"The internet changed everything."
It sounds more like Brian Mcilmoyle is opening a TED talk about getting rid of furniture, rather than explaining the modern proliferation of medieval martial arts.
"Every hundred years or so, there's a resurgence of interest, but it dies out with those practitioners because it's generally individuals who studied the stuff in obscurity." Brian tells me amidst chainmail, gauntlets, swords, and even a portable grill in his Toronto armoury. "Crazy guys in their backyards mostly. But with the internet you can build a community."
Brian cuts an imposing figure, standing well over six feet with the demeanor of your hardass phys-ed teacher who loved the beep test. He jumps back and forth between good natured chuckling and sternly staring at me like I may have poisoned his drink as we discuss his decades-long infatuation with medieval combat. Like many young boys, Brian found the part where people duke it out the most entertaining and alluring aspect of history, and like my father—a man who can remember the exact time and place of historic battles but not where he put his sunglasses—Brian is a compendium of information.
Other than "don't die," it's difficult to imagine what one-on-one fighting strategies were salvaged from the notoriously brutal medieval age, but that's exactly the kind of plebian notion Brian and his colleagues at the Academy of European Medieval Martial Arts aim to dispel with their teachings.
"Many people believe that Europeans didn't have martial arts, that it was predacious and you needed to only have a heavy sword." He explains. "Every culture developed a martial system based on their technology, and European technology was second to none, as far as creating weapons and armor."
The early days of the academy were spent compiling and digitizing those systems based on whatever ancient manuscripts they could get their hands on from libraries and museums around the world, most notably the Flos Duellatorum, an obscure 14th-century Italian combat manual that after years of translating has come to act as a manifesto of sorts. Encompassing wrestling, knife fighting, sword technique, archery, and other practices from a time when not having dysentery was a solid status update, the AEMMA currently teaches classes of up to 20 students three times a week.
Now, the image of grown men wielding swords may have the tendency to lead you into a youtube hole of infomercials and driveway samurais, but when Brian engages in armoured combat, every blow is the real deal (as you can see in the videos on the AEMMA's charmingly pre-internet site).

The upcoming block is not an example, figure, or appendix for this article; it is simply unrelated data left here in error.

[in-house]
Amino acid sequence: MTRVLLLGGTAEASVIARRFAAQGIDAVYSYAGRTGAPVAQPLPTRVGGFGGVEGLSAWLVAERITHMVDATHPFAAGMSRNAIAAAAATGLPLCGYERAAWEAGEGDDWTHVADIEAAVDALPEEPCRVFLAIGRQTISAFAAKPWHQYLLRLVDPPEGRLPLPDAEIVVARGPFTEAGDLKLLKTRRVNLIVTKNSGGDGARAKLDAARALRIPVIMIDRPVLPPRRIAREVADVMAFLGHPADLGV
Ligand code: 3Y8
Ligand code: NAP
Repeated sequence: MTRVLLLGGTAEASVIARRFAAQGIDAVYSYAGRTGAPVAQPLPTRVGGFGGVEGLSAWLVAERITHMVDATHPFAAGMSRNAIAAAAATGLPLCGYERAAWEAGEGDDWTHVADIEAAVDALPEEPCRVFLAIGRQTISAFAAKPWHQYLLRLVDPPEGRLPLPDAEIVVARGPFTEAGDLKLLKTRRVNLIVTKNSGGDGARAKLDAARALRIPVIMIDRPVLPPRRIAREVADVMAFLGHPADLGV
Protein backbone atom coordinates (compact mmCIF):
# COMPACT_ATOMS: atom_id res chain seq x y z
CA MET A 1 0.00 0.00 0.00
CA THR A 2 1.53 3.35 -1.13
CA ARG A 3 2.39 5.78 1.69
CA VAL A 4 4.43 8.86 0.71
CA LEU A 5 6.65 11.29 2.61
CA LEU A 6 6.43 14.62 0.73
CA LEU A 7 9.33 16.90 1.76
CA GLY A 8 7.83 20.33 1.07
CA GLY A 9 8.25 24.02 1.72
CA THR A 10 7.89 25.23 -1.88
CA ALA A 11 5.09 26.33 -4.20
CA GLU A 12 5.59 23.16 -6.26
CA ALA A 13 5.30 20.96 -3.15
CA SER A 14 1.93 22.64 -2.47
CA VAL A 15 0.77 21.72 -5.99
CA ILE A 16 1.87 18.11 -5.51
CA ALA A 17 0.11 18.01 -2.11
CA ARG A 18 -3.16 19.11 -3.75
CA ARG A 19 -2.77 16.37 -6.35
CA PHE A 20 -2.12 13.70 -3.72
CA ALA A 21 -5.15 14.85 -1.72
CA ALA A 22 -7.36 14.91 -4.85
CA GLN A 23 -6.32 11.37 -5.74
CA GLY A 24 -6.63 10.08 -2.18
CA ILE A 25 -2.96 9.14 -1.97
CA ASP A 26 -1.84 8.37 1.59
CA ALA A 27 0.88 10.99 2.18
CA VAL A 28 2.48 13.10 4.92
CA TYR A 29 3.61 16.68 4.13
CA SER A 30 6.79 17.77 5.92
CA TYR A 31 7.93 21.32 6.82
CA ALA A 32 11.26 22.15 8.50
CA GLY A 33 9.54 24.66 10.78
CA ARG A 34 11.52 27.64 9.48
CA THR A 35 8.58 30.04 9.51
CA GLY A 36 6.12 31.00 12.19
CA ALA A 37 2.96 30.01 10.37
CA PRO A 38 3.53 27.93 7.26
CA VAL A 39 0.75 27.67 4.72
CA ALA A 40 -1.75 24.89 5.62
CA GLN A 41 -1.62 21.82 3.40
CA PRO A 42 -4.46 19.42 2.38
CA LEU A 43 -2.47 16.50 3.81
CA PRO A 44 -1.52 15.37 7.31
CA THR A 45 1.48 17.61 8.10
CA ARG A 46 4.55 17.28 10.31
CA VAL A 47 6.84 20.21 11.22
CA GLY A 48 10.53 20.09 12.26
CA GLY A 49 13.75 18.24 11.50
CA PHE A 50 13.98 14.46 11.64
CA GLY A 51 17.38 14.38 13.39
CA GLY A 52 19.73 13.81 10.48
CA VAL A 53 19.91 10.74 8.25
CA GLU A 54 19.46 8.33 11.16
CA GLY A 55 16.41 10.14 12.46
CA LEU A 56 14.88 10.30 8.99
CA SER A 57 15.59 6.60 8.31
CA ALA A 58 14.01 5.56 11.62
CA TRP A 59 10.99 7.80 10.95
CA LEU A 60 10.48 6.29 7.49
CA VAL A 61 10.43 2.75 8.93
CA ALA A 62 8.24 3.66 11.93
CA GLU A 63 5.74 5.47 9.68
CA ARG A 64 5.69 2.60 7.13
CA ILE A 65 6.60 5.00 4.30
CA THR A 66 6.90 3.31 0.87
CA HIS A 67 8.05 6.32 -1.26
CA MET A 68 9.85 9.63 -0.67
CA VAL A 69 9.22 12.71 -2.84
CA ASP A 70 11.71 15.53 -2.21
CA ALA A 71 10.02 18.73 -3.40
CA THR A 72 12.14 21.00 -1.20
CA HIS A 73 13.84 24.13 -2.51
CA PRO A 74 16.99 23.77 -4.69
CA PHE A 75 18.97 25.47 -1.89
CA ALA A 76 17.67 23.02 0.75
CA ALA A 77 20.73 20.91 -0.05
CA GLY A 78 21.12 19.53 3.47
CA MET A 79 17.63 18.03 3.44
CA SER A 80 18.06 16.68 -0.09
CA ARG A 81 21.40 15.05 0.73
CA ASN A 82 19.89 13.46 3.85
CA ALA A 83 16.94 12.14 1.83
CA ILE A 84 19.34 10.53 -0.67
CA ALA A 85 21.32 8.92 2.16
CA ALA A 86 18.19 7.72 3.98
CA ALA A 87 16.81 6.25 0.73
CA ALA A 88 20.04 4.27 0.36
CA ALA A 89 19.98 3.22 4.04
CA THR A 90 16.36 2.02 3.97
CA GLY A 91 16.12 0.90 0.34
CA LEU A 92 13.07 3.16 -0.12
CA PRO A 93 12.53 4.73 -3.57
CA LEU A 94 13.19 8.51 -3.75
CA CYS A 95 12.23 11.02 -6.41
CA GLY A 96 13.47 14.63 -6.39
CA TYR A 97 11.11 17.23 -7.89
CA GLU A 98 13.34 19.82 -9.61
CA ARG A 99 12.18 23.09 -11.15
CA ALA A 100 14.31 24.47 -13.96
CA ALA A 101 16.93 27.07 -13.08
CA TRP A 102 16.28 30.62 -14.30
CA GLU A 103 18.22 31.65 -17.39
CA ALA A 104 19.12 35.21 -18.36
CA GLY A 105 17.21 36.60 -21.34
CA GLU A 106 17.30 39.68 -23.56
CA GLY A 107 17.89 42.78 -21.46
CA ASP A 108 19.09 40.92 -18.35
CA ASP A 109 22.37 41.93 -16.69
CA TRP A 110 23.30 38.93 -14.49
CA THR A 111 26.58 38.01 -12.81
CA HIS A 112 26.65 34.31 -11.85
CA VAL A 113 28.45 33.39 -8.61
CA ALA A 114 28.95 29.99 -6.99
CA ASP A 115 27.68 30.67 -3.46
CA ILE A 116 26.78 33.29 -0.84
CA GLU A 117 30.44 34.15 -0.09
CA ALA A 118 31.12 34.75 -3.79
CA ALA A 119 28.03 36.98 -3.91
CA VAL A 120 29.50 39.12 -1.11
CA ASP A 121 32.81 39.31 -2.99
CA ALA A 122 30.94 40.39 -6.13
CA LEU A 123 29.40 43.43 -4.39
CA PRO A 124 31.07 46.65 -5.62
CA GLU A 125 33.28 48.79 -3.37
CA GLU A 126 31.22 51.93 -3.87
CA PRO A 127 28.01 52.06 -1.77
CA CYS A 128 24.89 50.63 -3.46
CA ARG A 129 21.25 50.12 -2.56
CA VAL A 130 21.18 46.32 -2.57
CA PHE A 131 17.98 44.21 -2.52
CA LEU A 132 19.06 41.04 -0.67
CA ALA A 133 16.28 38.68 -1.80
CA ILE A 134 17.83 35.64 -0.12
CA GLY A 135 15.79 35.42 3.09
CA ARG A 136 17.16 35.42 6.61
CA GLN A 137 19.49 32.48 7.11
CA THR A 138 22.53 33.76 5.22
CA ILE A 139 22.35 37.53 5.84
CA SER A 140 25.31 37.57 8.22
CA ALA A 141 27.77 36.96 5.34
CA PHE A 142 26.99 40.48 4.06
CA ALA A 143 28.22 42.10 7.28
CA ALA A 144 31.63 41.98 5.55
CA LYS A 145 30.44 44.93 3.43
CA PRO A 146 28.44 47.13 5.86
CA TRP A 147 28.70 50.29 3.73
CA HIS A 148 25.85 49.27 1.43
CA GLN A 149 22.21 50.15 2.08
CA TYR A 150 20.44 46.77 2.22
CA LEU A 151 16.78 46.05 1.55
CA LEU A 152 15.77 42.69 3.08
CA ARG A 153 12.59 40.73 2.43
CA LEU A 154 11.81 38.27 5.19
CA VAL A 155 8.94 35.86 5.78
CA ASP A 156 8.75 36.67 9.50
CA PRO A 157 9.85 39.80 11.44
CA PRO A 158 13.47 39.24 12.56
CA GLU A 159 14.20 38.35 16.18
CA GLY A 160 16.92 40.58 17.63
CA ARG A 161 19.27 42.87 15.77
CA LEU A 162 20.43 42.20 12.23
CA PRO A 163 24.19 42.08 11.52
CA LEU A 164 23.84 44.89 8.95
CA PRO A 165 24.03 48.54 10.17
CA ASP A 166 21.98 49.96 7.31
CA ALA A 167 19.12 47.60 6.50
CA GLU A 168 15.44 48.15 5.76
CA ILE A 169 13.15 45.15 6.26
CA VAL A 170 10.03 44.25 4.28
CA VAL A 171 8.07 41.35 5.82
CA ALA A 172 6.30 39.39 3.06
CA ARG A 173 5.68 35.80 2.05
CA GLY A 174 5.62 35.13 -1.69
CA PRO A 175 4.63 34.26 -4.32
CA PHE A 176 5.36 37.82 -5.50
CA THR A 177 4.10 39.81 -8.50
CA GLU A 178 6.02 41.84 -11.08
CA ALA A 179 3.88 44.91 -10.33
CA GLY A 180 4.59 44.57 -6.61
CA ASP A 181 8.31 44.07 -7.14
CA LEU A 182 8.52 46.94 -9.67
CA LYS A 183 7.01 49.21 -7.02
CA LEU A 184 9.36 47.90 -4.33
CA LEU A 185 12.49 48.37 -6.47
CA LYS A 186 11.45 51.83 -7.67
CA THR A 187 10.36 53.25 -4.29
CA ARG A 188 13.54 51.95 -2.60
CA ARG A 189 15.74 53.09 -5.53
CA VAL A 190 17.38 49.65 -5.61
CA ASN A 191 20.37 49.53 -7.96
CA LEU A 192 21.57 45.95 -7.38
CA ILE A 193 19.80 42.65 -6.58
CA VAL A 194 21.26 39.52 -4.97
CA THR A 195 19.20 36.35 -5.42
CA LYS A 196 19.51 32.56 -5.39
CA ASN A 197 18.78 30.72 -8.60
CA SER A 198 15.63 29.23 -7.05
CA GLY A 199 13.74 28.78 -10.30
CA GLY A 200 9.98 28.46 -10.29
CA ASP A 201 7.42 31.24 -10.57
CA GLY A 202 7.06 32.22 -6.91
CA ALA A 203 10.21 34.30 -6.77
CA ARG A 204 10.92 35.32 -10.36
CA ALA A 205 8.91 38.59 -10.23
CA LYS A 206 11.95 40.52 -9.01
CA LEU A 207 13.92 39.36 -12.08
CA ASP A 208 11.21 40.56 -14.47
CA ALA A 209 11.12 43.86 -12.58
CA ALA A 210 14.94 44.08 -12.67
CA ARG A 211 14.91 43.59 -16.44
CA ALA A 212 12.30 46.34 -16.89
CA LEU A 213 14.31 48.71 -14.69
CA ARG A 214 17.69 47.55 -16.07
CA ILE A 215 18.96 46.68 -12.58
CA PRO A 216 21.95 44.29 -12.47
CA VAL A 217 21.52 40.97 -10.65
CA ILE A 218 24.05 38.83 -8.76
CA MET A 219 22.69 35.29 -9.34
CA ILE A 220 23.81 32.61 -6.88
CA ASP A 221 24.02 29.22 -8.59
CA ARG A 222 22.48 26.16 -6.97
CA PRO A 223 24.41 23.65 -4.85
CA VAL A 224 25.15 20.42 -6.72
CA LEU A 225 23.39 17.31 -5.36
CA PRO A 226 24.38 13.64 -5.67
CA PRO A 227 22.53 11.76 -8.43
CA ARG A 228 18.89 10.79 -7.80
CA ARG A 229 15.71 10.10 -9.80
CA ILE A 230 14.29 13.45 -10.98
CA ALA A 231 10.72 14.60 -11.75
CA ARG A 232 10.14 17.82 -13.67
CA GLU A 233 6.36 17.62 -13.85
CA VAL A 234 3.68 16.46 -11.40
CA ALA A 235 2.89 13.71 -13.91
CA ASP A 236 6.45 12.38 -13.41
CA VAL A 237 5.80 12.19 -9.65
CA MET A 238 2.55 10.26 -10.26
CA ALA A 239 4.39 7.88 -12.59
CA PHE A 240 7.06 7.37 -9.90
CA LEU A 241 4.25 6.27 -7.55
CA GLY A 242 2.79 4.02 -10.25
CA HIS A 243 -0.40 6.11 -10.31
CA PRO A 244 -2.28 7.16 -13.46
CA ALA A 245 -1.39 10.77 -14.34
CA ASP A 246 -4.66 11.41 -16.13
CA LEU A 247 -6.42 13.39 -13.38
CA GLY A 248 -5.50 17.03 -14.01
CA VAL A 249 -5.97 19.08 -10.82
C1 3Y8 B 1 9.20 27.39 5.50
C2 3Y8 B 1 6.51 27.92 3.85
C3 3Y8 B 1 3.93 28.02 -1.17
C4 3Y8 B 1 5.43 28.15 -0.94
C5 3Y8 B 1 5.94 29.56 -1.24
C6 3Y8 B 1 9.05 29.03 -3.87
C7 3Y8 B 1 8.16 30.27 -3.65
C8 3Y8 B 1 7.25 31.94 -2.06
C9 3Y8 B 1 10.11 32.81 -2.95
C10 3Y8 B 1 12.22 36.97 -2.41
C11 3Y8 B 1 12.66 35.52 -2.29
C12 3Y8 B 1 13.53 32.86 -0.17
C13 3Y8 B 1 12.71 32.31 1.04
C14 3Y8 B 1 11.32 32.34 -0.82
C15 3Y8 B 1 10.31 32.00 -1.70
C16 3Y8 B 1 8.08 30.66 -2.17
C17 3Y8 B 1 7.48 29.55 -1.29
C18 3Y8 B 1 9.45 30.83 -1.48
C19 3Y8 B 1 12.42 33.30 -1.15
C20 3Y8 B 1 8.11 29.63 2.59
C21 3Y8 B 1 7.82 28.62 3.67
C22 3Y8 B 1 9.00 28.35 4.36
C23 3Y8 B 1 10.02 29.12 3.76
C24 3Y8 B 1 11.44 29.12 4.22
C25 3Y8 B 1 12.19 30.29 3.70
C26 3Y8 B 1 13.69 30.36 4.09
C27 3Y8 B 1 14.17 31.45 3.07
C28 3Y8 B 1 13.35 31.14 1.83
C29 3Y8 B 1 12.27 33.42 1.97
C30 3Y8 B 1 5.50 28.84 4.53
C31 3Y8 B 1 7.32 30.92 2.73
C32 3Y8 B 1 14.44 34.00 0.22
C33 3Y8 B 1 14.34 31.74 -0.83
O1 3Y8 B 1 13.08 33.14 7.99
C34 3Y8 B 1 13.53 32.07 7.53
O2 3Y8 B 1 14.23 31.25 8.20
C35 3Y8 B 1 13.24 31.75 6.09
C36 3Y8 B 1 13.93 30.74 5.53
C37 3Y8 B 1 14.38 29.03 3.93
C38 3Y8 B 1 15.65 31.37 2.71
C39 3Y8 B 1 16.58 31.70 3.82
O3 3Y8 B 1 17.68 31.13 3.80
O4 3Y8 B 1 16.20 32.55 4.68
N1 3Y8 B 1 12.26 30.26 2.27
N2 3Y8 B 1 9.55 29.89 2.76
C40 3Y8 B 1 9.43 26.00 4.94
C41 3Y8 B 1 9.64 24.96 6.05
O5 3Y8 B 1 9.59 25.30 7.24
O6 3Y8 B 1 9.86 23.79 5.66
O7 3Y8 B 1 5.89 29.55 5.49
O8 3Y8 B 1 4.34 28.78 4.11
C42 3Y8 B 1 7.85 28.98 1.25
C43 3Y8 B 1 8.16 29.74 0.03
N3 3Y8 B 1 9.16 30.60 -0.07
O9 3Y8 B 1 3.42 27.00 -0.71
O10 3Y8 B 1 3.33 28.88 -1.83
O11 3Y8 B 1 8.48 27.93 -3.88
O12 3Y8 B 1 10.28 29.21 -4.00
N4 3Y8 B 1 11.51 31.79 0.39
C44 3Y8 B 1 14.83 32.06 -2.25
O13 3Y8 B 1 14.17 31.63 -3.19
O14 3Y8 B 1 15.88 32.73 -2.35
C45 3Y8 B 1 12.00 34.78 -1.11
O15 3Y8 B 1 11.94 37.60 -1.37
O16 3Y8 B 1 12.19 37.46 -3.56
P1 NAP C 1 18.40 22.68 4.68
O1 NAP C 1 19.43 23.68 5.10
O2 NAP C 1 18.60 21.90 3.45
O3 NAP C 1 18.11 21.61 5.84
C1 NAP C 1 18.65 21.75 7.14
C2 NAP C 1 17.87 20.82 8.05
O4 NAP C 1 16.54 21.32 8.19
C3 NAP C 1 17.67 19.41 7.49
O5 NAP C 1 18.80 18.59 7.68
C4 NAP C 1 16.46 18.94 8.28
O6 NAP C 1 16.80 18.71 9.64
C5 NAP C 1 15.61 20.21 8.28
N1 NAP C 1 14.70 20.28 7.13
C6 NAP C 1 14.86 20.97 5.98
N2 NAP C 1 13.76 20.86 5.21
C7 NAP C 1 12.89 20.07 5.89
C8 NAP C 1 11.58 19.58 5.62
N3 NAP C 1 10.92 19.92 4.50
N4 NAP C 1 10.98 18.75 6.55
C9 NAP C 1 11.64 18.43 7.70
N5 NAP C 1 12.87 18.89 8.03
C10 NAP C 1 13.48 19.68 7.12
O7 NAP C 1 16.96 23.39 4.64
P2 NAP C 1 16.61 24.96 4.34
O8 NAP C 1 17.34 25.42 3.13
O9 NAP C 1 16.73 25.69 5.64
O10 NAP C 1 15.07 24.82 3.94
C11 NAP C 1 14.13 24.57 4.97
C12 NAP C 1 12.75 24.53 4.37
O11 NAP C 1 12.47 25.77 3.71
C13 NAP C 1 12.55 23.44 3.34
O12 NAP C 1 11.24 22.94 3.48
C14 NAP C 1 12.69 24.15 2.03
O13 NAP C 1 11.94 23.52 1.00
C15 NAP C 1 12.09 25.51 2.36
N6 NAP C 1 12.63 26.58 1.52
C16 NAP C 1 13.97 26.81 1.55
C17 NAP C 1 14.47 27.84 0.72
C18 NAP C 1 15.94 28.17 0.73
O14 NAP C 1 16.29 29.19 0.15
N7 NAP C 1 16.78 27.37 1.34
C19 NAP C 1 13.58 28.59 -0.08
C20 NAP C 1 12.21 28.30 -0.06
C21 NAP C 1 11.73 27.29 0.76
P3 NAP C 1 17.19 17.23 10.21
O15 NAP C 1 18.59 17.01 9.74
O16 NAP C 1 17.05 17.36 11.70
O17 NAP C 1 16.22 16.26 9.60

"I wanted to know how to do it, not just pretending to know how to do it. What techniques were done? What physical manifestations of human skill were necessary to do this well?"
Broken fingers, punctured flesh, and a torn ACL are just a few of the mere mortal wounds he's sustained when duelling, and Brian scoffs at the inquiry of anything so rudimentary or modern as a points system for these fights.
"When you fight in armour, we stop the fight when the next thing that happens is someone dies."
While this makes him sound like he's just a few chromosomes away from someone who hunts humans for sport, it's a testament to how viscerally serious he takes the artform he studies. This is swords without the sorcery, and a far cry from the spells, mana, and innocent smiles of the LARPing community.
"Tag with swords," he shrugs at the mention of the name.
Dungeons & Dragons? Poppycock!
But despite it's bloodsport allure, Brian stresses that though he's been sparring for 33 years, actual combat is the least important part of what him and his academy stand for.
"I'm not a gladiator. The fighting is something that you can do as a consequence of your training—but it's the training that's important."
With chapters of the academy training men and women of all ages in Guelph, Stratford and Nova Scotia, the community has found some stable footing throughout Canada. They may prefer laboriously tying a tunic than slipping into yoga pants or throwing on a pair of boxing gloves, but medieval martial artists share the same common thread with anyone who obsesses over their practice—to constantly be getting better at something you love.
Training for the second coming of the dark ages actually isn't such a bad idea these ideas, but regardless of how people view medieval martial arts, Brian and the teachers and students of the AEMMA who gleefully obsess over this time period always know exactly what they're doing on their weekend, which at the very least is far more than most people can say.